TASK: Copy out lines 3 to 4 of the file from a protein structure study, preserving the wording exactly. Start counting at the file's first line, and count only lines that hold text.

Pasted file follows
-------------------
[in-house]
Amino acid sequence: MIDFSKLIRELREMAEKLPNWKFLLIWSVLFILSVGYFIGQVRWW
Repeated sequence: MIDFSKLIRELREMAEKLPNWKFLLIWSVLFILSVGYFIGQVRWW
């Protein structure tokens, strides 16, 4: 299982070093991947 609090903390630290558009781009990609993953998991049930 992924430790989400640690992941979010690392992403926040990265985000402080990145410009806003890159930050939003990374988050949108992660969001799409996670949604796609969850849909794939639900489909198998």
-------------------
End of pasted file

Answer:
Repeated sequence: MIDFSKLIRELREMAEKLPNWKFLLIWSVLFILSVGYFIGQVRWW
């Protein structure tokens, strides 16, 4: 299982070093991947 609090903390630290558009781009990609993953998991049930 992924430790989400640690992941979010690392992403926040990265985000402080990145410009806003890159930050939003990374988050949108992660969001799409996670949604796609969850849909794939639900489909198998």